N. Nwude2, H. Ninalowo3, A. Rahman2, A. Oluyemi1

  1. ReMay Consultancy & Medical Services, Ikeja, Lagos State. Nigeria.
  2. Evercare Hospital, Victoria Island, Lagos State. Nigeria.
  3. IRDOC Interventional Radiology Consulting Limited, Euracare Multispecialty Hospital, Victoria Island, Lagos State. Nigeria


Findings from Nigerian pathological series have supported international reports about the rarity of the occurrence of duodenal leiomyomas. More recently, case reports from the country have detailed interventional radiological techniques being deployed successfully in the control of massive bleeding from the gastrointestinal system. The article seeks to document these rare elements coming together in a Lagos, Nigeria-based center in the case of bleeding duodenal leiomyoma in an elderly gentleman which was successfully controlled by selective transcatheter arterial embolization.


Dr. A. Oluyemi
ReMay Consultancy & Medical Services,
Ikeja, Lagos State,
Email: remioluyemi@yahoo.com
Date of Acceptance: 30th May, 2023
Publication Date: June 2023


Leiomyomas are the commonest benign mesenchymal tumors of the gastrointestinal tract (GIT). They are widely distributed along this tract, with the stomach being the commonest site of occurrence.1 Nigerian immunohistochemistry-based series have corroborated world reports that duodenal leiomyomas (DL) are a rare finding indeed.2-4 Also, recent scientific literature has heralded the successful deployment of minimally invasive vascular embolization techniques in the control of GIT bleeding in Nigerian patients.5,6 This report documents a recherché DL as the cause of GIT bleeding in our locality for the first time and highlights apposite clinical, diagnostic, and therapeutic aspects.

A 75-year-old man presented at the emergency unit with complaints of sudden onset of weakness, easy fatigability, and dizziness. He was diagnosed with upper gastrointestinal (GI) bleeding as he gave a history of passage of dark colored and tarry stools initially, but the color of these stools had changed to bright red within the intervening hour. He was not on any steroid, blood thinner nor non-steroidal anti-inflammatory drug.

He was observed to be markedly pale with a hemoglobin (Hb) of 5.9g/dl at presentation. Consequently, he was transfused with twelve units of packed cell over the course of 2 days. His vital signs showed little evidence of hemodynamic improvement as there was ongoing blood loss (indicated by the continued passage of bloody stools and the posttransfusion Hb was 6.1g/dl) and emergency gastroscopy was put on hold because of this.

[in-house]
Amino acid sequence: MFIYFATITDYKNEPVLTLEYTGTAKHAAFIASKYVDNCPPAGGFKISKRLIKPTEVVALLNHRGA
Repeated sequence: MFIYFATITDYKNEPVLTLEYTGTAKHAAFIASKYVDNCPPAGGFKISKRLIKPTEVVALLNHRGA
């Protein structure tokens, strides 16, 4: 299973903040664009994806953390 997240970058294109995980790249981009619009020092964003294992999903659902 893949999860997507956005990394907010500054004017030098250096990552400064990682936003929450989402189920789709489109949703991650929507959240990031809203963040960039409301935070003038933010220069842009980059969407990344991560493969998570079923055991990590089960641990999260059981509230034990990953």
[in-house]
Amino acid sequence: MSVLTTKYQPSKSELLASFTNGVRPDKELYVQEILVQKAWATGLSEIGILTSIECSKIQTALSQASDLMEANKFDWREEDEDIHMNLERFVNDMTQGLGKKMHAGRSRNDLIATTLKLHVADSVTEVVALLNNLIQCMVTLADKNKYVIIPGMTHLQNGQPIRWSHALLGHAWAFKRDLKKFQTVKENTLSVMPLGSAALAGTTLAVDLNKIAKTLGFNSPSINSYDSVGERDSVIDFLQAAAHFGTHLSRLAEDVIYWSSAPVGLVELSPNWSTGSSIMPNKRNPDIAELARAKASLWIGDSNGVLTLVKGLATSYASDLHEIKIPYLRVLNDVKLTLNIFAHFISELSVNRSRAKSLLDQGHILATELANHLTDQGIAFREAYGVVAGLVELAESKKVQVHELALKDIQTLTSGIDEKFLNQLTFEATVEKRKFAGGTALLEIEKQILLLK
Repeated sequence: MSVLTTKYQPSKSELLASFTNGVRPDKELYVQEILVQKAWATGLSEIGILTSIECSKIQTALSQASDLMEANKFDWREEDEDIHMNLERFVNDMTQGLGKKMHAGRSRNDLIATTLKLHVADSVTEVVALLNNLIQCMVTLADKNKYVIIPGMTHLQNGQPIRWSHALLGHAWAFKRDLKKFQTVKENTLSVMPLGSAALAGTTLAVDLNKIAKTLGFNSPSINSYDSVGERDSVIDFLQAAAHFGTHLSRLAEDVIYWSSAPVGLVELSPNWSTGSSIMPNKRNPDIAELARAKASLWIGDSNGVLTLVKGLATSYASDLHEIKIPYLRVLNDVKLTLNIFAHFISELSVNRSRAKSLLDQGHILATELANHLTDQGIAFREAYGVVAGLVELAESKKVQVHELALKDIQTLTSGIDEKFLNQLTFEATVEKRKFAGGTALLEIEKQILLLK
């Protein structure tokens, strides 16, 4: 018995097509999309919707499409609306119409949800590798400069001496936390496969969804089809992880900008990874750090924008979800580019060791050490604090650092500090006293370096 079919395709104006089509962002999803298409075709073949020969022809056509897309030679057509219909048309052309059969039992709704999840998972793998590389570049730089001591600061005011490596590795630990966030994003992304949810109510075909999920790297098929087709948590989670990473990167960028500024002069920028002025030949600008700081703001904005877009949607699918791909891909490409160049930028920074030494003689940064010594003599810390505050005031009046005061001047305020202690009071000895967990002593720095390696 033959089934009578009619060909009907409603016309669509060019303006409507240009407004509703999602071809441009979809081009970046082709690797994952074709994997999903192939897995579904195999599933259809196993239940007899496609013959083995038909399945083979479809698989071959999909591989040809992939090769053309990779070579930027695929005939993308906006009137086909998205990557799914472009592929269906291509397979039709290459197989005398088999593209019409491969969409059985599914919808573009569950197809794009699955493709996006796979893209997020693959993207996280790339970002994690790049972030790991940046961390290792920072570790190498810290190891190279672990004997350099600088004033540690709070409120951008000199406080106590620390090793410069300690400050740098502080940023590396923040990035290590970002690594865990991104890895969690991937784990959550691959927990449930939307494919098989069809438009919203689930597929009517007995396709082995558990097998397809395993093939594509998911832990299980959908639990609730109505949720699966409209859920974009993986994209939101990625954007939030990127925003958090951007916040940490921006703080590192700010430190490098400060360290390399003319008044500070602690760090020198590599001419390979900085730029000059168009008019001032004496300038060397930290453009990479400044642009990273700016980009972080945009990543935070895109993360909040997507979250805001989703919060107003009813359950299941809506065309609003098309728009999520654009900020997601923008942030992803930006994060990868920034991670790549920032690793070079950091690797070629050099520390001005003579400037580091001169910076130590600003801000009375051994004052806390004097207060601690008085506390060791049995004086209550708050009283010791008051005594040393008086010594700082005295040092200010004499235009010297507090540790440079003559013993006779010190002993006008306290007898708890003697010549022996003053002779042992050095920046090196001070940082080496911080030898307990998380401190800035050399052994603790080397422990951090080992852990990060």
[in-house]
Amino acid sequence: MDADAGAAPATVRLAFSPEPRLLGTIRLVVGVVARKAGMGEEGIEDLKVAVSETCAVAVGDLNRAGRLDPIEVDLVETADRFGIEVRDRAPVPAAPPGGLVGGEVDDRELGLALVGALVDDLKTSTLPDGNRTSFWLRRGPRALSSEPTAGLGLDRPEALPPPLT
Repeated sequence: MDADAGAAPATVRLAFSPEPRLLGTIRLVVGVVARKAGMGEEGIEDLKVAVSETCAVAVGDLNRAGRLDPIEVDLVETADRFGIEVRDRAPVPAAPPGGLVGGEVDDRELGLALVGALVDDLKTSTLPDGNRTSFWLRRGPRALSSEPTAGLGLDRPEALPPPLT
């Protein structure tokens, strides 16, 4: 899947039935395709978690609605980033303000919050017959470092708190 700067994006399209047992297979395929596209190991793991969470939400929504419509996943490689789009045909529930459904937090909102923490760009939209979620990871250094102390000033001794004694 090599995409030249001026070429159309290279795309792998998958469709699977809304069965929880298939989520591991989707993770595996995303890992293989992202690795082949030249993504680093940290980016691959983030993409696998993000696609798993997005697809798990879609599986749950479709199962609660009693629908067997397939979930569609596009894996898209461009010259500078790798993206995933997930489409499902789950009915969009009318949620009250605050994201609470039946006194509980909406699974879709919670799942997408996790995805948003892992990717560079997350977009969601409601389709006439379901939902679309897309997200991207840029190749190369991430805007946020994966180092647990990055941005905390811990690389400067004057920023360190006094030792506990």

He later became stable and underwent emergency gastroscopy which revealed a submucosal mass measuring about 12mm by 10mm at the second part of the duodenum. Blood was noted to be freely oozing from it and the mucosa around the mass was markedly erythematous and swollen which significantly obscured detailed inspection of the bleeding sites (Figure 1). Following a multi-disciplinary review

(MDR) of the case, and urgent magnetic resonance image (MRI) was obtained and interventional radiology (IR) therapy was suggested. The MRI revealed a welldefined, homogenously enhancing, soft tissue mass in the proximal portion of the second part of the duodenum.

The patient underwent IR therapy to arrest the bleeding. The celiac artery was selected and and an arteriogram performed. This demonstrated hyperemia and active extravasation into the bowel from branches of the GDA (especially the inferior pancreaticoduodenal artery). These branches and the main GDA were selectively embolized with 6-10 mm nitinol coils. After embolization, no further flow was demonstrable from= the said vessels in the post-embolization images (Figure 2).

The clinical response of the patient was dramatic. His post-operative vital signs showed marked improvement from within the hour and there was no further decline in serial PCV measurements. A repeat gastroscopy done 36 hours after the placement of nitinol coils showed complete cessation of bleeding. He remained stable and was discharged home after 48 hours. A follow up visit 1 week after showed no clinical evidence of recurrence.

Histology of sections of the endoscopic biopsy of the lesion showed nodular proliferation of smooth muscle cells in the submucosa with benign spindleshaped cells and bland elongated nuclei suggestive of a benign mesenchymal tumor (Figure 3). Immunohistology showed features consistent with DL (positive Desmin and Smooth Muscle Actin and negative for DOG1 stain). Thus, a diagnosis of DL was definitively made. Seven months after this incident, the elderly gentleman remains symptom free and is being followed up for possible recurrence. He has since refused overtures to have the mass surgically extricated. The follow up endoscopy and computed tomography scan results showed that there was still no bleeding and that the mass had not changed in size and radiological characteristics.